There is the need of a diplomatic effort to get neighboring countries and important near-neighbors to agree not to interfere in Afghanistan's affairs, and not to arm and fund their favorite warlord proxy as they did in the 1990s thus exacerbating an already critical situation. Instead they should re-orientate their political competition, and use Afghanistan's strategic location to bring more cross-border trade, oil and gas pipelines and jobs to the entire region, making it a success story.

So, before the US and NATO withdrawal, concerted efforts are needed to prevent neighboring countries and other powers from interfering in that country. The need to identify a regional solution for the future of Afghanistan has prompted many initiatives so far. Among them the Istanbul Process involving Turkey, the Central Asia states, China, Iran, India and Pakistan together with international and regional organizations and individual states.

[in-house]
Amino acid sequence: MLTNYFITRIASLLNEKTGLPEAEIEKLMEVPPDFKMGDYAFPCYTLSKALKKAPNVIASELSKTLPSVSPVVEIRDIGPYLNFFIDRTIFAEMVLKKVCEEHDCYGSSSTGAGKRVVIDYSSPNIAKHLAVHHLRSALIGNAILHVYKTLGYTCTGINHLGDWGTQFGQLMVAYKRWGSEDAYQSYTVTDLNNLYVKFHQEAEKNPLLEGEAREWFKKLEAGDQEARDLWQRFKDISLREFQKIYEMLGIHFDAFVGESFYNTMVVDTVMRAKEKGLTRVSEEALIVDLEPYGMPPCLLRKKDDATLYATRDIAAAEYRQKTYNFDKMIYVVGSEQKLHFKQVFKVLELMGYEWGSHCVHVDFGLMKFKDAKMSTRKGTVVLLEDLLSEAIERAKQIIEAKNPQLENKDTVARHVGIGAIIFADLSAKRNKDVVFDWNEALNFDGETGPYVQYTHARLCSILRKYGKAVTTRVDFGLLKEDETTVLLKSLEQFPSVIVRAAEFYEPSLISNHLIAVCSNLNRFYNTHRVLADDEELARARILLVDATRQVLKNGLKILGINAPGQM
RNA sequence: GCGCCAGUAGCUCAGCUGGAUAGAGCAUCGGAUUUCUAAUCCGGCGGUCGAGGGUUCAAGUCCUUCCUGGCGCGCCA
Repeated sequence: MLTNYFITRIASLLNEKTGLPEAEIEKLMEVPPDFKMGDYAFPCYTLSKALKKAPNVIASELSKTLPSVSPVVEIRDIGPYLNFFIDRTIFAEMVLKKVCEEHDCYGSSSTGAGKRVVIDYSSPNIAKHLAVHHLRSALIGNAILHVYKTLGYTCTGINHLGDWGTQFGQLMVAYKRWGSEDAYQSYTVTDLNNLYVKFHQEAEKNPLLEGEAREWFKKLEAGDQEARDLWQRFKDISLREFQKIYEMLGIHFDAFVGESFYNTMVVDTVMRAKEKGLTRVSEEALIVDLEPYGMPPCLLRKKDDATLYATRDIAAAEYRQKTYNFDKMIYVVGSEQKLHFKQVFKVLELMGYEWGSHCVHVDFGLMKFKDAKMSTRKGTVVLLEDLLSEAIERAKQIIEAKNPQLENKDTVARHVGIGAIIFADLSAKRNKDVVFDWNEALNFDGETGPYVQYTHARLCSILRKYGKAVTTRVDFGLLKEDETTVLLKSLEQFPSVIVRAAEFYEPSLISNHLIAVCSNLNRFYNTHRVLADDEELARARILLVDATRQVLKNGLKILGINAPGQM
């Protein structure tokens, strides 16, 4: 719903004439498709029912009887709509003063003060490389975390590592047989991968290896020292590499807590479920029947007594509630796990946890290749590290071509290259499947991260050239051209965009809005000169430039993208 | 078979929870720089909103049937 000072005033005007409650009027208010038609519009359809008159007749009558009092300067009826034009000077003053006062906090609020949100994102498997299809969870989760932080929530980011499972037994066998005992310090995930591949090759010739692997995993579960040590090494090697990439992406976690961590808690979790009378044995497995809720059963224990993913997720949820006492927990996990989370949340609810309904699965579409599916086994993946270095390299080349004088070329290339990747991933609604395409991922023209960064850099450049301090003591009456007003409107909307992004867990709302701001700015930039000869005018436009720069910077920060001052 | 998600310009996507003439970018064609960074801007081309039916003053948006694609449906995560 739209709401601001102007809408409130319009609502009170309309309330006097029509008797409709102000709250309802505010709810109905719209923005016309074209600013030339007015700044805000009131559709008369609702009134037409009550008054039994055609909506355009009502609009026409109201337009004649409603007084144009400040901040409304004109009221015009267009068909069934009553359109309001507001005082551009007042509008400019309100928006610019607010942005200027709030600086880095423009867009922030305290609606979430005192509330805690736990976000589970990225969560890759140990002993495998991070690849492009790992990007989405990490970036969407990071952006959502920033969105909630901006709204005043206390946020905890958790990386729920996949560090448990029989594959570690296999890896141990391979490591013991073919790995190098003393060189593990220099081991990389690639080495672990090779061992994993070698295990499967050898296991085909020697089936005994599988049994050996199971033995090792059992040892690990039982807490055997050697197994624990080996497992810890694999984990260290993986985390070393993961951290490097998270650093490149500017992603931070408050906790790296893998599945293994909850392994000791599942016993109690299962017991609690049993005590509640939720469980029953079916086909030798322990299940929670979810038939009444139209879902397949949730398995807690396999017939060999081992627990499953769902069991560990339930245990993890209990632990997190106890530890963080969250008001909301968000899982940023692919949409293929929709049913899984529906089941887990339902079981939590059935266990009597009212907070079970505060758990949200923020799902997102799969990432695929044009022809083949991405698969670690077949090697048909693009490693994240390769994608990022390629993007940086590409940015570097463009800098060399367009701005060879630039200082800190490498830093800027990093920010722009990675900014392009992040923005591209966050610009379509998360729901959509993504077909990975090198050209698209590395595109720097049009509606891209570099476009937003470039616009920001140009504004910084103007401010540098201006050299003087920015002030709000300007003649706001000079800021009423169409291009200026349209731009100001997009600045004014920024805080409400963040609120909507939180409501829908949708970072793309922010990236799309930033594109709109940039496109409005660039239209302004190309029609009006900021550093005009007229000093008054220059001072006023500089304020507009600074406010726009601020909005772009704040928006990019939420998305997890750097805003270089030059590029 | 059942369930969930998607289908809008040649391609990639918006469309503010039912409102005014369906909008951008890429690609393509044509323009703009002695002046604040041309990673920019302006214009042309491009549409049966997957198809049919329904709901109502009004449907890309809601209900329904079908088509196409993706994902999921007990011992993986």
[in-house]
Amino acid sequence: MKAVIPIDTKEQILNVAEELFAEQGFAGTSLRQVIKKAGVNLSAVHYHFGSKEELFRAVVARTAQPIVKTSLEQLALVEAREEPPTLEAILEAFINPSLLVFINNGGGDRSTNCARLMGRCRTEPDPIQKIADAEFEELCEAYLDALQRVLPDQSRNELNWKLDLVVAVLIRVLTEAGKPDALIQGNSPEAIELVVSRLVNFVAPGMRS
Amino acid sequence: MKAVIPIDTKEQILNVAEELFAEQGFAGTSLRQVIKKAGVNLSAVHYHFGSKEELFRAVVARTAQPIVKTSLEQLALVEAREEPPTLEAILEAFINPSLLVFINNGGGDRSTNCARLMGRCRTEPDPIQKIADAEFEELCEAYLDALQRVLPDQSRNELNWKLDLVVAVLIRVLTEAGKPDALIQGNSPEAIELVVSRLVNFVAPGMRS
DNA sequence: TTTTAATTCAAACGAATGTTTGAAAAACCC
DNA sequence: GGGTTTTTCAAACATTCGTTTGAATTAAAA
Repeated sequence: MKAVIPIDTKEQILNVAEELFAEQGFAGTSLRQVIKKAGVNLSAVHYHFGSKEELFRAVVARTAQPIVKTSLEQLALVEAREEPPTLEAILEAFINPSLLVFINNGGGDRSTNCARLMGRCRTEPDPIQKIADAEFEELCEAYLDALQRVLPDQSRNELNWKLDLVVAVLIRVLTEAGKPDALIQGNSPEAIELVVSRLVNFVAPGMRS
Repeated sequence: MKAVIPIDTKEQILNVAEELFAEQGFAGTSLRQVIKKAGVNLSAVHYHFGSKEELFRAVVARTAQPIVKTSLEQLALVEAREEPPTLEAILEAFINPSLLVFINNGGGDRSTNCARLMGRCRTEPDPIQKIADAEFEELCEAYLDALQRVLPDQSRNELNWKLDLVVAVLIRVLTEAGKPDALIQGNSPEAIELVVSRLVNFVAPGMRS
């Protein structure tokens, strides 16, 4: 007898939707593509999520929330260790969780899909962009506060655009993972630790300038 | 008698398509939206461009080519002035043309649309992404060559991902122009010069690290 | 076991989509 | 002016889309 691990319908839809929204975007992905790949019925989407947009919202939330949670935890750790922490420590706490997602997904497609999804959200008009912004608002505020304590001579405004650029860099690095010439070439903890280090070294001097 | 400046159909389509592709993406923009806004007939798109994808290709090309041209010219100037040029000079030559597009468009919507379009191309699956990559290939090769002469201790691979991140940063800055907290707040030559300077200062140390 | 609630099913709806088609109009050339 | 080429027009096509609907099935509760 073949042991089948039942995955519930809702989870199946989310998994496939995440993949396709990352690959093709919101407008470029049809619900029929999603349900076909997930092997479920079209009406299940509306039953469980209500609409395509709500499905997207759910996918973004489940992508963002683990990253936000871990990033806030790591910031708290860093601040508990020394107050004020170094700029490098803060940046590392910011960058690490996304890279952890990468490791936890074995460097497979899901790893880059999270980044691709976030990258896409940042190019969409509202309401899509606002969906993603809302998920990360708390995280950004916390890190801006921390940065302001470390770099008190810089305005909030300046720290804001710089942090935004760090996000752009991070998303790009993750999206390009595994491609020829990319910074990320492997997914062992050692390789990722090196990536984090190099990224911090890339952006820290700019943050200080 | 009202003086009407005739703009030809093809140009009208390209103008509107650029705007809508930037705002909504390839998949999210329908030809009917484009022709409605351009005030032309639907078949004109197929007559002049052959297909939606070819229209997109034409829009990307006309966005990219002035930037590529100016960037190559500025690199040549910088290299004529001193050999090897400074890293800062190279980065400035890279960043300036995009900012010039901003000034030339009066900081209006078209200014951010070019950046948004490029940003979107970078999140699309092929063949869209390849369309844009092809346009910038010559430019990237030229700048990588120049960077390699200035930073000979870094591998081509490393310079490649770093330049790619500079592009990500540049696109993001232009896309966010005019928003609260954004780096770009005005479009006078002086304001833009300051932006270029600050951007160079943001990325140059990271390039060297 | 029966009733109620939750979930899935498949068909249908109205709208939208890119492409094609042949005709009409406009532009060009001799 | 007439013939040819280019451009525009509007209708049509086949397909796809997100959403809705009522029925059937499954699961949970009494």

The focus is on a “Greater Central Asia” or “Heart of Asia” on the conviction that only trans-regional economic integration and cooperation will be able to provide prosperity and stability, prevent extremism and overcome disagreements between the various states. This “New Silk Road” would make Afghanistan an appropriate production site of copper, rare earth metals and other resources, as well as an infrastructure node and a transport hub between the various regions. The Istanbul Process could also push forward projects involving the regional economy, such as the TAPI pipeline (from Turkmenistan through Afghanistan into Pakistan and then India) or the Central Asia – South Asia Regional Electricity Market (CASA – 1000).

The risk of not finding a regional solution is that Afghanistan could again become the theater of proxy conflicts between external – particularly regional – powers.